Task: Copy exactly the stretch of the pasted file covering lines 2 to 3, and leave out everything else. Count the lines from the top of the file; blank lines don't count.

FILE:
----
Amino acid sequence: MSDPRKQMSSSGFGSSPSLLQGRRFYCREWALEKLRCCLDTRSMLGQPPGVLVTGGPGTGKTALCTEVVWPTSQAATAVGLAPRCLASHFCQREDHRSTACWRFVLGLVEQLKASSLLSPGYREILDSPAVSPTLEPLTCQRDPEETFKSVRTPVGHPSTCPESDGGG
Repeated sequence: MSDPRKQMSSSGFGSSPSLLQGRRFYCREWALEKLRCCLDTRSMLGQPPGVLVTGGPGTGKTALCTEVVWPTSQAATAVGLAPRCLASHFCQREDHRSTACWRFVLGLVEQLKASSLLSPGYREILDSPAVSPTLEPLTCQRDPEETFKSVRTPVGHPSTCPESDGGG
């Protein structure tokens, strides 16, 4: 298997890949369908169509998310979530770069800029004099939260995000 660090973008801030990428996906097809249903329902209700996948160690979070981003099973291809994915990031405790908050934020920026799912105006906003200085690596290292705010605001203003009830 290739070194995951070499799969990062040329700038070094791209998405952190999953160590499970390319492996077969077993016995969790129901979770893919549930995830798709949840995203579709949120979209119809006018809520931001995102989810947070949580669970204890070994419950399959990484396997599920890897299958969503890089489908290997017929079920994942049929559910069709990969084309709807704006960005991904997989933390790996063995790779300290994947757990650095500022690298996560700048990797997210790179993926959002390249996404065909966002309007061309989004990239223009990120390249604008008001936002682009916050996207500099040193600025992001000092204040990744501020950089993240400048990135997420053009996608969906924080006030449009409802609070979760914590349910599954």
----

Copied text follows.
Repeated sequence: MSDPRKQMSSSGFGSSPSLLQGRRFYCREWALEKLRCCLDTRSMLGQPPGVLVTGGPGTGKTALCTEVVWPTSQAATAVGLAPRCLASHFCQREDHRSTACWRFVLGLVEQLKASSLLSPGYREILDSPAVSPTLEPLTCQRDPEETFKSVRTPVGHPSTCPESDGGG
């Protein structure tokens, strides 16, 4: 298997890949369908169509998310979530770069800029004099939260995000 660090973008801030990428996906097809249903329902209700996948160690979070981003099973291809994915990031405790908050934020920026799912105006906003200085690596290292705010605001203003009830 290739070194995951070499799969990062040329700038070094791209998405952190999953160590499970390319492996077969077993016995969790129901979770893919549930995830798709949840995203579709949120979209119809006018809520931001995102989810947070949580669970204890070994419950399959990484396997599920890897299958969503890089489908290997017929079920994942049929559910069709990969084309709807704006960005991904997989933390790996063995790779300290994947757990650095500022690298996560700048990797997210790179993926959002390249996404065909966002309007061309989004990239223009990120390249604008008001936002682009916050996207500099040193600025992001000092204040990744501020950089993240400048990135997420053009996608969906924080006030449009409802609070979760914590349910599954």